Introducing any form of change is challenging: humans are change-resistant by nature, and this is even more true for those individuals whose personalities are well-suited for the clinical laboratory with its stringent regulations and SOP-driven nature. That being said, change is inevitable even in the clinical lab, especially as methods like LC-MS/MS and next-gen sequencing become more commonplace. As scientists, we tend to focus on the technical aspects of validation, and forget the human factors that go along with making any change, particularly one as potentially revolutionary as bringing a cutting-edge platform into a typical lab. Lab leadership must find ways of easing the pain of change to ensure that new technologies are accepted and used appropriately, rather than becoming a dusty, expensive box sitting idle in the corner.

A key factor to consider when planning how to introduce new technology is the demographic profile of the techs who will be using it. Understanding differences in generations, learning styles, cultures, etc., helps lab leadership understand the fears, concerns, and motivations of the techs. For example, individuals near retirement might prefer not to learn a new methodology, whereas younger staff might be more willing. Conversely, senior techs might embrace the challenge of a different platform as a welcome break to their routine, while newer techs might lack the confidence to try it.

Much of the pain of change comes from lack of knowledge: What will the change entail? How difficult is the new process? Will this disrupt my daily routine, or even threaten my job? Call me naïve, but I think the best way to deal with uncertainty is to provide open, honest information as it becomes available. Details of the advantages and disadvantages of the new technology, why the decision was made to bring in a new test or replace an existing one, and other key issues are known by leadership, but are often not shared with the medical technologists who will ultimately be responsible for running the new system. Education is key, especially when the advantages aren’t obvious, e.g., when an automated platform is replaced by manual extraction and LC-MS/MS detection to eliminate metabolite cross-reactivity. Also, drawing correlations to existing technologies can help make the unfamiliar less intimidating – comparing peak review on LC-MS/MS with electropherograms for protein electrophoresis, for example.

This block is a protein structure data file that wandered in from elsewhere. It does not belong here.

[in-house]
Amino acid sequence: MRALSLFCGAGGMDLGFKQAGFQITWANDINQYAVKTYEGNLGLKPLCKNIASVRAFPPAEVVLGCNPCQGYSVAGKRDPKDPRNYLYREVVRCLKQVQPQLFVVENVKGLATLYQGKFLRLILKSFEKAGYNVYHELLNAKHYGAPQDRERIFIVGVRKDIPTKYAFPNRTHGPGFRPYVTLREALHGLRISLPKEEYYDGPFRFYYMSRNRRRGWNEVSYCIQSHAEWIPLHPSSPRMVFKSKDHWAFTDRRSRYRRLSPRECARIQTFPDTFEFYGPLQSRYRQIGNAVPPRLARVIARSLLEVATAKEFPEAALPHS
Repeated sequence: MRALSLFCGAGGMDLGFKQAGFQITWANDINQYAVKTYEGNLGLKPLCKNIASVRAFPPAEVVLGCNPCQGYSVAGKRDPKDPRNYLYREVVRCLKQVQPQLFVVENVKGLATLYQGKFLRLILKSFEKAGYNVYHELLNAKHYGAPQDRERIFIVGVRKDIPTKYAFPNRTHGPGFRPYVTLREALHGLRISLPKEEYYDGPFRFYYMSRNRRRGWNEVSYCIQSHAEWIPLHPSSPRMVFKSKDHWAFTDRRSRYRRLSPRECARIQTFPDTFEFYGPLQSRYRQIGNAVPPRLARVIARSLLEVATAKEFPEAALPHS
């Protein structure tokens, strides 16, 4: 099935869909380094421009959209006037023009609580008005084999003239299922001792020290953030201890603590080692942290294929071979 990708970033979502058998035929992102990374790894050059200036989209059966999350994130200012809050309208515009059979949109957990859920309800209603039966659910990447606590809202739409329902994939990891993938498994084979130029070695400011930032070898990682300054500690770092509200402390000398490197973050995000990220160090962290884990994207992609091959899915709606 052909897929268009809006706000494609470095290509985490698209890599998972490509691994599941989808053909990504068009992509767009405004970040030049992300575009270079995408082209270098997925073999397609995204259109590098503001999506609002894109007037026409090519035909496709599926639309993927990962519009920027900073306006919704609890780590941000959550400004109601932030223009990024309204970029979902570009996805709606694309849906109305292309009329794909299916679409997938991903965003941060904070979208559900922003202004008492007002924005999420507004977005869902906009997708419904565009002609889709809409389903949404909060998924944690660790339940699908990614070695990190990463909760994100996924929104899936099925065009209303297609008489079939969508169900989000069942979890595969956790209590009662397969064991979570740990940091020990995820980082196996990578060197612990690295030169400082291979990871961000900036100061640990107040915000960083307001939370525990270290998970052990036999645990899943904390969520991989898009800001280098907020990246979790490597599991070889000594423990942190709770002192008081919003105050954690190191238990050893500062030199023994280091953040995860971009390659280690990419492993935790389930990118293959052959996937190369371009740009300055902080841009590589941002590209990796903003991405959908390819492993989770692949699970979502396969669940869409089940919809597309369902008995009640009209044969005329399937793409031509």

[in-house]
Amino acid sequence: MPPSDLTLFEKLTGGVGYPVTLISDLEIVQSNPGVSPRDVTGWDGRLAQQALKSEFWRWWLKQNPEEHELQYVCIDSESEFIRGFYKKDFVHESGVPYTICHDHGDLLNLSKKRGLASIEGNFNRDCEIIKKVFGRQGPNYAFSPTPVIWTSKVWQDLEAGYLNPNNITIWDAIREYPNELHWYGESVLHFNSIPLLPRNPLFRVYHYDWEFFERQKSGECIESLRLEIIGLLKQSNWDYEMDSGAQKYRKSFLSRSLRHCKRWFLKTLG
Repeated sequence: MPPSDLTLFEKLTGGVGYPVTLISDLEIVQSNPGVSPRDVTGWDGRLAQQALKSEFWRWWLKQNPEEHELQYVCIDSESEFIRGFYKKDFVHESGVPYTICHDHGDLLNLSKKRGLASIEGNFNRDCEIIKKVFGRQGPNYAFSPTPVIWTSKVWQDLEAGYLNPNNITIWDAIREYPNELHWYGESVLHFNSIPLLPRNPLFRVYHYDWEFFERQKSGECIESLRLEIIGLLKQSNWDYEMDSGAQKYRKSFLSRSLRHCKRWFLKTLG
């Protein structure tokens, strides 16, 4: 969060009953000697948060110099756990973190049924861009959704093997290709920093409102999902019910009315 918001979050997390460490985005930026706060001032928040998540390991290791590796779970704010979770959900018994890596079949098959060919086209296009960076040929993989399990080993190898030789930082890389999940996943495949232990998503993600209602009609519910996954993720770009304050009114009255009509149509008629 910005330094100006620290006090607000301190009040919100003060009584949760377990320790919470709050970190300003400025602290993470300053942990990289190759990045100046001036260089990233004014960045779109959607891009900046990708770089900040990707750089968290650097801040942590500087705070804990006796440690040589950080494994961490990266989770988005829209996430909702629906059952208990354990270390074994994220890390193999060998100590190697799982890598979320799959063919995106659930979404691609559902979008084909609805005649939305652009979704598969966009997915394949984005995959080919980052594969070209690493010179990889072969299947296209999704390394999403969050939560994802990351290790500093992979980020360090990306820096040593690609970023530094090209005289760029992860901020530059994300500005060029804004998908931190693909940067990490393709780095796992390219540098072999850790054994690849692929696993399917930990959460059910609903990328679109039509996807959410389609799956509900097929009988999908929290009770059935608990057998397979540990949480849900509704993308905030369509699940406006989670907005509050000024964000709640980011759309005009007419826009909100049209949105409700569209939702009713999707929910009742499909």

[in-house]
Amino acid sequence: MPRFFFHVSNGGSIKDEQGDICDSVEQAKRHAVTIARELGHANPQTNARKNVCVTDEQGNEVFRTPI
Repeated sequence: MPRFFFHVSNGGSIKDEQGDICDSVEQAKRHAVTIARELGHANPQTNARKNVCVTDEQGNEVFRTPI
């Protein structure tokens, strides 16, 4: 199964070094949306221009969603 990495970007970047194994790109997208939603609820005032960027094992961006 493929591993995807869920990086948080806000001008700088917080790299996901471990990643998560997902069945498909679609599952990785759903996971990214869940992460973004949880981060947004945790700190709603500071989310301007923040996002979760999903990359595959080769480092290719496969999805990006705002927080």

I’d like to mention one really useful tool developed by the military (no joke) for monitoring the success of education, implementation, or other events.  It’s the after-action review or AAR, which is a factual, blame-free discussion of 3 key points: 1) what went well, 2) what didn’t go well, and 3) what should be done next time a similar event occurs. AARs provide informative feedback and suggestions for any size event or project, whether it’s a single education session on how PCR works, or implementation of an entire molecular diagnostics lab. Ideally, AARs should include input from everyone involved, even (especially!) those who weren’t part of the planning or design aspects. Perhaps more importantly, AARs are most useful when the people who are able to set policy and make changes listen to the suggestions raised during the discussion.

Change is difficult, and there are far more aspects to consider than what I’ve mentioned here. As laboratorians, it’s easy to forget about the human side of the process, but even substantial changes can be smoothed by making the effort to find out what concerns people have, address those concerns with education, and monitor how well individual events were handled.